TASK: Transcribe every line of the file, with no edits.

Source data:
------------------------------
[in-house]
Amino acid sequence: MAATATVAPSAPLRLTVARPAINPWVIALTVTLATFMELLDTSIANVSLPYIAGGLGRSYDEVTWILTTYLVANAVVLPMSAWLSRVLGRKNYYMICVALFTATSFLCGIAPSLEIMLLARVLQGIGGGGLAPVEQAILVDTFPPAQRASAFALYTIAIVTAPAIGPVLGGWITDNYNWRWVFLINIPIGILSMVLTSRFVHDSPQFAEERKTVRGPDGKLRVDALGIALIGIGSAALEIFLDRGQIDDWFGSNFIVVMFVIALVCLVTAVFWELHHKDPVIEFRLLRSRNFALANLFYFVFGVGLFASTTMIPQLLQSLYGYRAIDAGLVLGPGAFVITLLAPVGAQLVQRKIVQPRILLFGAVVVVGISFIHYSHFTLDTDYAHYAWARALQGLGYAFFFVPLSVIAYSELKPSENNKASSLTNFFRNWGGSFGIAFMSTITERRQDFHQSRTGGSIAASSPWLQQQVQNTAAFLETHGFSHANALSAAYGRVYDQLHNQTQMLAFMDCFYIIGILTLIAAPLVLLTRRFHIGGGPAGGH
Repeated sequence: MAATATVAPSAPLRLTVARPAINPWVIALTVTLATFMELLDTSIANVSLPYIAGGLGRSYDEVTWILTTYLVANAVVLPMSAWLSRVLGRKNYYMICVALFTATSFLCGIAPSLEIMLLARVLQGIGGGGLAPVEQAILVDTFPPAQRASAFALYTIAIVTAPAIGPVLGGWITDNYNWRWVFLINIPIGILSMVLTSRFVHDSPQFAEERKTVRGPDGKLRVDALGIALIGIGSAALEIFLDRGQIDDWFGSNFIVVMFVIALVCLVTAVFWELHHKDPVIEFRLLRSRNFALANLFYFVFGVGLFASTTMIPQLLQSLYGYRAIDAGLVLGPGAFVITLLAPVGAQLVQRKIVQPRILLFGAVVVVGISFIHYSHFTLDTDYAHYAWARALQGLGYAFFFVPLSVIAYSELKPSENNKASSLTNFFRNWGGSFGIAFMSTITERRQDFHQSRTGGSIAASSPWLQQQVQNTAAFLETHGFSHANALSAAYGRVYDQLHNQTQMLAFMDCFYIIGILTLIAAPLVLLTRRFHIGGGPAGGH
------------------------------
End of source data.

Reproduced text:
[in-house]
Amino acid sequence: MAATATVAPSAPLRLTVARPAINPWVIALTVTLATFMELLDTSIANVSLPYIAGGLGRSYDEVTWILTTYLVANAVVLPMSAWLSRVLGRKNYYMICVALFTATSFLCGIAPSLEIMLLARVLQGIGGGGLAPVEQAILVDTFPPAQRASAFALYTIAIVTAPAIGPVLGGWITDNYNWRWVFLINIPIGILSMVLTSRFVHDSPQFAEERKTVRGPDGKLRVDALGIALIGIGSAALEIFLDRGQIDDWFGSNFIVVMFVIALVCLVTAVFWELHHKDPVIEFRLLRSRNFALANLFYFVFGVGLFASTTMIPQLLQSLYGYRAIDAGLVLGPGAFVITLLAPVGAQLVQRKIVQPRILLFGAVVVVGISFIHYSHFTLDTDYAHYAWARALQGLGYAFFFVPLSVIAYSELKPSENNKASSLTNFFRNWGGSFGIAFMSTITERRQDFHQSRTGGSIAASSPWLQQQVQNTAAFLETHGFSHANALSAAYGRVYDQLHNQTQMLAFMDCFYIIGILTLIAAPLVLLTRRFHIGGGPAGGH
Repeated sequence: MAATATVAPSAPLRLTVARPAINPWVIALTVTLATFMELLDTSIANVSLPYIAGGLGRSYDEVTWILTTYLVANAVVLPMSAWLSRVLGRKNYYMICVALFTATSFLCGIAPSLEIMLLARVLQGIGGGGLAPVEQAILVDTFPPAQRASAFALYTIAIVTAPAIGPVLGGWITDNYNWRWVFLINIPIGILSMVLTSRFVHDSPQFAEERKTVRGPDGKLRVDALGIALIGIGSAALEIFLDRGQIDDWFGSNFIVVMFVIALVCLVTAVFWELHHKDPVIEFRLLRSRNFALANLFYFVFGVGLFASTTMIPQLLQSLYGYRAIDAGLVLGPGAFVITLLAPVGAQLVQRKIVQPRILLFGAVVVVGISFIHYSHFTLDTDYAHYAWARALQGLGYAFFFVPLSVIAYSELKPSENNKASSLTNFFRNWGGSFGIAFMSTITERRQDFHQSRTGGSIAASSPWLQQQVQNTAAFLETHGFSHANALSAAYGRVYDQLHNQTQMLAFMDCFYIIGILTLIAAPLVLLTRRFHIGGGPAGGH